Muker and Kisdon Hill

Walk 2 - Muker -Kisdon Hill - Keld 5 or 6 miles circular (a family walk-  recommended). Starting from Muker there are two options one taking a lower level circuit of Kisdon Hill and the passing over Kisdon Hill itself. Either park in the pay and display carpark in Muker or alternatively arrive by bus. The Northern Dalesman bus service runs on summer Sundays and bank holidays from Hawes and the Little while Bus provides a service Monday to Sat from Reeth.Back to Swaledale

Above Keld 22 July 00.jpg (31228 bytes) Muker Village 22 July 00.jpg (37710 bytes)

  • Looking towards Keld from Kisdon Hill and Muker village

Option 1: Kisdon Hill, Keld and the Swale: From Muker car park walk up through the village (away from main road) through the cottages to reach a minor access road. Passing through a gate the track winds it's way up Kisdon Hill. After a few twists and turns the Pennine Way is passed. However carry straight on up the hill with a wall on the left. Pass through a gate and bear diagonally left to the top of the hill. This is now a pleasant grassy path and stays on the level passing through another two gates before joining the access track to several hillside cottages. The track now descends steeply down to reach the Thwaite-Keld road. Turn right and walk along the road for 1/4 mile. Then turn right into Keld village.

There is a useful tea shop located in the farm in the centre of Keld. Leaving Keld near the chapel there is an enclosed path running down towards the Swale. However do not immediately drop down to the river but bear right at the fork to follow the footpath back to Muker which circumnavigates a rocky outcrop in the Swale gorge. At the signpost for the Pennine Way bear left. The path now drops down through woodland to the meadows alongside the river with views into Swinner gill.

Note: a decision can be made to take in Kisdon Force waterfall - If so, turn left at the Kisdon Force signpost from the Muker path and follow the path around the rocky outcrop. This is not recommended for very young children as the going is rough and a bit of a scramble at times. On reaching above the waterfall do not make an immediate descent but shortly after passing there is a more easily graded path. The path then rejoins the main footpath in a short distance to continue to Muker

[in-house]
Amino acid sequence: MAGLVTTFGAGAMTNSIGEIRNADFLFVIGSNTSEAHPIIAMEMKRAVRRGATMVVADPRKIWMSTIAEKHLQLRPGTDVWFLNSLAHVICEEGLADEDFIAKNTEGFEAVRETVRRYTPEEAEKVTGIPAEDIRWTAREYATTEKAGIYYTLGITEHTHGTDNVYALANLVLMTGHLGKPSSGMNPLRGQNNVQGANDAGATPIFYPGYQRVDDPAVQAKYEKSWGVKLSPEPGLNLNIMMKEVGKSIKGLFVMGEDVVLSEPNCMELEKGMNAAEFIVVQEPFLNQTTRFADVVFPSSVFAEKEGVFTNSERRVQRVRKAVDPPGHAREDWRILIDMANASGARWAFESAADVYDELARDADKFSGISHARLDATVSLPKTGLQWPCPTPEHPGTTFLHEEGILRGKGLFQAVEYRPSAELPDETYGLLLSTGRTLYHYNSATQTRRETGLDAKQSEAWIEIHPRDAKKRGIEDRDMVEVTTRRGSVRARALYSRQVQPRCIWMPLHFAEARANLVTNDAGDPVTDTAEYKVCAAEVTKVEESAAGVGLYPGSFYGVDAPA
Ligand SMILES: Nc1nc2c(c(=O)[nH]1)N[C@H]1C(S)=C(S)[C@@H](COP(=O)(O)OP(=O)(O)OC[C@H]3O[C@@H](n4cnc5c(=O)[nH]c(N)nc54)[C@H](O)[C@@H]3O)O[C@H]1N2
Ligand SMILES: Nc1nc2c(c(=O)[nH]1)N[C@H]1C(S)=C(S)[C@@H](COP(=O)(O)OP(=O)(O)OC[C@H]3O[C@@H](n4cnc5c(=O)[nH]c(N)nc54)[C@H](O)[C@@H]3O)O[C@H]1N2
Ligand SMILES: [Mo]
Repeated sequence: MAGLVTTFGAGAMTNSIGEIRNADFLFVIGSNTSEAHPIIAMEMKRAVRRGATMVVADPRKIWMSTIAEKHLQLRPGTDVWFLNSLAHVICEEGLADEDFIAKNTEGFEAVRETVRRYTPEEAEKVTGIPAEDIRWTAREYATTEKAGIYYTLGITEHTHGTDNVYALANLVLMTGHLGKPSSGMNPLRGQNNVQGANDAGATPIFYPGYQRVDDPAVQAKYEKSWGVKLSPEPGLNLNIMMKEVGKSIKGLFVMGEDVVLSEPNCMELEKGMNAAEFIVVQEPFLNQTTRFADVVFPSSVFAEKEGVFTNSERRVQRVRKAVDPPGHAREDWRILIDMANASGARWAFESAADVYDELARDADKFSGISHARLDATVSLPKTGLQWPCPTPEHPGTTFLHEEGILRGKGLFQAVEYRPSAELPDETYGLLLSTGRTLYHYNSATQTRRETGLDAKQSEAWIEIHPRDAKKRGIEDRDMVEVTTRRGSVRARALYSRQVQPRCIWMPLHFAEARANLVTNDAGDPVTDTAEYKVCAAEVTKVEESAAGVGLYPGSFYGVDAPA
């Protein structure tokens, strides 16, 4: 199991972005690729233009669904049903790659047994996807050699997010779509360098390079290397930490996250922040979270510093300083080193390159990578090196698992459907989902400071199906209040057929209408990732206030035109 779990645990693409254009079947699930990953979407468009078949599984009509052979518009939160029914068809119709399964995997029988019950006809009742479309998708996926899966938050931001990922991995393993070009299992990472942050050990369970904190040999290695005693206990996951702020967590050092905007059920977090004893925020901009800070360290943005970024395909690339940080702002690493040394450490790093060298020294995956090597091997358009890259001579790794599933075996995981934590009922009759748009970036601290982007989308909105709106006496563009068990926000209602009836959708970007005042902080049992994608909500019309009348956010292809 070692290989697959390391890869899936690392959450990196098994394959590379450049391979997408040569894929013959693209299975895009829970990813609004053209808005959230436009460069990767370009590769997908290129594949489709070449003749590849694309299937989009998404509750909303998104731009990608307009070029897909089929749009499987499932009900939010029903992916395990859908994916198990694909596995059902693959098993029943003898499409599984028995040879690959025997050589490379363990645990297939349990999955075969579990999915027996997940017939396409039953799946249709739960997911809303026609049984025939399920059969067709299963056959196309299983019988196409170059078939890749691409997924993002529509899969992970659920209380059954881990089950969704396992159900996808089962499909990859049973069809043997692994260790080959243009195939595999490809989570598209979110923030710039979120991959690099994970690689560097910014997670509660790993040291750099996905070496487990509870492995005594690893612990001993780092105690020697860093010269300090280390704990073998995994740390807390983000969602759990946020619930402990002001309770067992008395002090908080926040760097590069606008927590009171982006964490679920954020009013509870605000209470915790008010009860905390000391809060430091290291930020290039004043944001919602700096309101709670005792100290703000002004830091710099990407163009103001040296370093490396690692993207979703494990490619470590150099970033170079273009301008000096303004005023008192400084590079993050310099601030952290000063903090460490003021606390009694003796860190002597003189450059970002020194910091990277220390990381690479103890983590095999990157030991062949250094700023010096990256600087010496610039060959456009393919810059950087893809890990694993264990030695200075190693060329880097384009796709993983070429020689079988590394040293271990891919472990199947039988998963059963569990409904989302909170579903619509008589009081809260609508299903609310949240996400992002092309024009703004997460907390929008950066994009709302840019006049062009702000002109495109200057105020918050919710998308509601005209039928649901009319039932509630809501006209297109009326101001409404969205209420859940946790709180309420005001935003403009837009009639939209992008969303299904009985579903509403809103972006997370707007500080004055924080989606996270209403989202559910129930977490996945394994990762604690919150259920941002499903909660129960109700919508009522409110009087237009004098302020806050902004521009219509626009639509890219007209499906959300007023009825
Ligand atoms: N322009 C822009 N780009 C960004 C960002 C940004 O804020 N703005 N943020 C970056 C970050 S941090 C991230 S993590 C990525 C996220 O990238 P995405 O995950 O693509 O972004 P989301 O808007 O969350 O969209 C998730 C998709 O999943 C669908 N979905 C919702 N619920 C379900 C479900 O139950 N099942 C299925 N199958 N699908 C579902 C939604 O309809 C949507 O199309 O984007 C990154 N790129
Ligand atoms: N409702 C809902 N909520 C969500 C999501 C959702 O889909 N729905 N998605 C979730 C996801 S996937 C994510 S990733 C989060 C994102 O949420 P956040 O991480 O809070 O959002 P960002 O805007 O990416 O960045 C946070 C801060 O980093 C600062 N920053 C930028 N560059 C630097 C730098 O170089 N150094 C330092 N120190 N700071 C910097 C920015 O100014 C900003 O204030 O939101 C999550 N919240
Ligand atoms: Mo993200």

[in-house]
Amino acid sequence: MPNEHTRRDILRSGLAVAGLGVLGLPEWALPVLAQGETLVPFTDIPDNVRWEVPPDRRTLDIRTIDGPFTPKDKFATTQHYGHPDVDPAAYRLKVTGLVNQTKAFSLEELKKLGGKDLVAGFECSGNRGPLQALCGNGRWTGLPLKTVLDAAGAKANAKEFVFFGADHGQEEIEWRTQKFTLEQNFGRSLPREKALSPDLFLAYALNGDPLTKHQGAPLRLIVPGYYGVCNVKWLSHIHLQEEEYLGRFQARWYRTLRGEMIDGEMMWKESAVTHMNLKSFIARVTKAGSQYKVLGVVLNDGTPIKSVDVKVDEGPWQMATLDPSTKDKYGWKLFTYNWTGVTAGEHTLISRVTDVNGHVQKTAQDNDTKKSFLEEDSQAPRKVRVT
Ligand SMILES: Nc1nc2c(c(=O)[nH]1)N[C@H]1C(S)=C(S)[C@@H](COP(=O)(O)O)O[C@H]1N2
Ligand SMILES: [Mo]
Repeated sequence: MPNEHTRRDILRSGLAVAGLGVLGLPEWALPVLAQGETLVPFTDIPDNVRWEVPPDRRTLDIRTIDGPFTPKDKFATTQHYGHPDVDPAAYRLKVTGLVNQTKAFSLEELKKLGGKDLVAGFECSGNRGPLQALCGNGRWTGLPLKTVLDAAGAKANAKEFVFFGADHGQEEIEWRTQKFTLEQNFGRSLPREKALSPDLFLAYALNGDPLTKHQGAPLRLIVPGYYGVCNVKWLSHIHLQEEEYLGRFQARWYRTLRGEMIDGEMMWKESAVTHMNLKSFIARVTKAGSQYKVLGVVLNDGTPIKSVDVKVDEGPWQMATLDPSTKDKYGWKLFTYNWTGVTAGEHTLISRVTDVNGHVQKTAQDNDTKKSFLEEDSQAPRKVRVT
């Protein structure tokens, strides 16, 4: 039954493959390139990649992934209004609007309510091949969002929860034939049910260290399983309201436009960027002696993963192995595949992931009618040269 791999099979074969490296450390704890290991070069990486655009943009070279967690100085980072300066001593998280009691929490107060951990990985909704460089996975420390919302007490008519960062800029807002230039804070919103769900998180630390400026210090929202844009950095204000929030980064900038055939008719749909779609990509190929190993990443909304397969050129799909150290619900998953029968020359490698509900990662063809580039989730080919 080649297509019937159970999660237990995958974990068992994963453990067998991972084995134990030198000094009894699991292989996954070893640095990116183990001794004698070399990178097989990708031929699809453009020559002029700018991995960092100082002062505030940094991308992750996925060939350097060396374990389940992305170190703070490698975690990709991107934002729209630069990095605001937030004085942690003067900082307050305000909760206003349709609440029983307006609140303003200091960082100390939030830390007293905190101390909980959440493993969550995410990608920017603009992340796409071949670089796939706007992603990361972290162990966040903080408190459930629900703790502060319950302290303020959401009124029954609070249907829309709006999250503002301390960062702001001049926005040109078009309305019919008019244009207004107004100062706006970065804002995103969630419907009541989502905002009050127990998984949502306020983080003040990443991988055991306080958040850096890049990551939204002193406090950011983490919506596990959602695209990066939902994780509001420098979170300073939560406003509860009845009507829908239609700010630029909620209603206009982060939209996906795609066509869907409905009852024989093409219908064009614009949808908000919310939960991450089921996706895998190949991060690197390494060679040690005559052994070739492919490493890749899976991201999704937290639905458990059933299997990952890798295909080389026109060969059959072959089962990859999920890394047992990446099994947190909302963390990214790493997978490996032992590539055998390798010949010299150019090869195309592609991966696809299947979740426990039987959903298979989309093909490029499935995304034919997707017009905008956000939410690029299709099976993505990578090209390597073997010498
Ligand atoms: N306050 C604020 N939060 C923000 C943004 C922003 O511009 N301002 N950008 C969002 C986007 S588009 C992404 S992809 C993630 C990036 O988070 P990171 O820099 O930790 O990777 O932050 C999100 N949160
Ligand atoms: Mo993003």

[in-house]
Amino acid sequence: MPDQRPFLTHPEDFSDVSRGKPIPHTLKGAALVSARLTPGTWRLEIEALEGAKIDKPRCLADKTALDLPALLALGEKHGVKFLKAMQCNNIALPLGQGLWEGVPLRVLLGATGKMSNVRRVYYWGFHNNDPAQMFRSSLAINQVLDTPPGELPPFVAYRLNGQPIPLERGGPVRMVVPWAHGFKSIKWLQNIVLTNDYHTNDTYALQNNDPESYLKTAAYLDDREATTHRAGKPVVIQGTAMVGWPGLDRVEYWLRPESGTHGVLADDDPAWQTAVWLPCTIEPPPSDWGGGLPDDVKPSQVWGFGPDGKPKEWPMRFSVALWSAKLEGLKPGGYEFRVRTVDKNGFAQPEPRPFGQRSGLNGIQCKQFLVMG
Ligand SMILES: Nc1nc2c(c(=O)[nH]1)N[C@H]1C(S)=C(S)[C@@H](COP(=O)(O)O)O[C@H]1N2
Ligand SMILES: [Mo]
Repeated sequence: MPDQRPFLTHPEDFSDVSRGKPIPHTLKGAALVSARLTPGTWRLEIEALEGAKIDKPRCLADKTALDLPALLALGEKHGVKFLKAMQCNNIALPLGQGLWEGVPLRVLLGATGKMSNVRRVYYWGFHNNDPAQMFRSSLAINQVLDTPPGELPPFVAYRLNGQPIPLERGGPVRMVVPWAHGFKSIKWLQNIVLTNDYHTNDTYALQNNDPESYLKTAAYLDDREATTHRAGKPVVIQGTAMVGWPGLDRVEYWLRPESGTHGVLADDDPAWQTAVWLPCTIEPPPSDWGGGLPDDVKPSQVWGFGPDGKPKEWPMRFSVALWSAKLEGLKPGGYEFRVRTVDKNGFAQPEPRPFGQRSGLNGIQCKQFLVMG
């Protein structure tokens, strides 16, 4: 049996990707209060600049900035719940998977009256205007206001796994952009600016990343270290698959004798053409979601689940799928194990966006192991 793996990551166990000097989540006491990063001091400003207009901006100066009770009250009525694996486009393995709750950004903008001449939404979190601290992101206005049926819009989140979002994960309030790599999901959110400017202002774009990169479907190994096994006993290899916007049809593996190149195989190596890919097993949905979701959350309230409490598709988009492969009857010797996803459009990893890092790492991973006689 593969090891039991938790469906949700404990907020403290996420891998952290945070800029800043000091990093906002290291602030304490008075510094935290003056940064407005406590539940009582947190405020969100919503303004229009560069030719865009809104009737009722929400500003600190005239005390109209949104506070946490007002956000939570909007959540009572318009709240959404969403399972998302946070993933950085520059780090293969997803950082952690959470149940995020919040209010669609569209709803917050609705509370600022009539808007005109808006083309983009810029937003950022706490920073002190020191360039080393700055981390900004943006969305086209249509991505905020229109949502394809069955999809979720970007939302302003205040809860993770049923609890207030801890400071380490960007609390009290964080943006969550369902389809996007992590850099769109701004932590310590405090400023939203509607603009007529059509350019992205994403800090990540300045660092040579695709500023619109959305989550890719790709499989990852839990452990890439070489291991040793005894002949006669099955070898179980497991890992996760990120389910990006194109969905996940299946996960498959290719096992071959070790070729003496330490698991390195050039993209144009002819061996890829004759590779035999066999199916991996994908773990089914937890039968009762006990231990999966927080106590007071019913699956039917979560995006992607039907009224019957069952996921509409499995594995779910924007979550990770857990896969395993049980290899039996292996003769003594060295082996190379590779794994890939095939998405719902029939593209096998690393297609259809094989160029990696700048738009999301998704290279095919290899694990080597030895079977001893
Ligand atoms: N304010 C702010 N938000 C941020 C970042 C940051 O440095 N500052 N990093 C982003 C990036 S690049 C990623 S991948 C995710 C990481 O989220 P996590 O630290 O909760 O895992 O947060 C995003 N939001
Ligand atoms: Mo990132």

Continue across the meadows and several stiles. With Muker almost in sight continue to almost reach Rampsholme Bridge. However pass through a narrow stile and follow the flagged path across several meadows to reach the back of Muker. Pass through a gate and passing the cottages to reach the main road and the Farmers Arms and village cafe

Option 2: Thwaite, Keld and the Swale: Again from Muker car park walk to the rear of the up past the village institute and immediately bear left to the rear of the pub. passing through a gate and then across six fields. On approach to Usha Gap camp site the path veers left through the camp site to reach the from of the farm. Walk along the road for a very short while and then at the bridge regain the foot path crossing four fields. The path then follows Straw beck before crossing a stone foot bridge. Now make a straight line towards Thwaite. There is an option to visit the village and the excellent Kearton tea rooms. Otherwise turn right just before the village and follow a well defined path towards Keld through several stiles. This undulates in places but ascends to meet the minor road to Keld at Angram. Now walk along the road for a short while and just before the hamlet the path veers off right at a sign post. Follow the path through a succession of stiles. After a while the path bears left and through a stile in to reach the road again. This is easy to miss. Then follow the road and turn right into Keld. On leaving Keld follow the directions as above.


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Swale Gorge 22 July 00.jpg (31811 bytes) Farmers Arms Muker 1999.jpg (31718 bytes)Muker Institute 22 July 00.jpg (32467 bytes)

  • Swale Gorge near Keld / Farmers Arms and Muker village / Muker Village Institute

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This page was last updated on 12-Jan-2018

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©John Carey 2009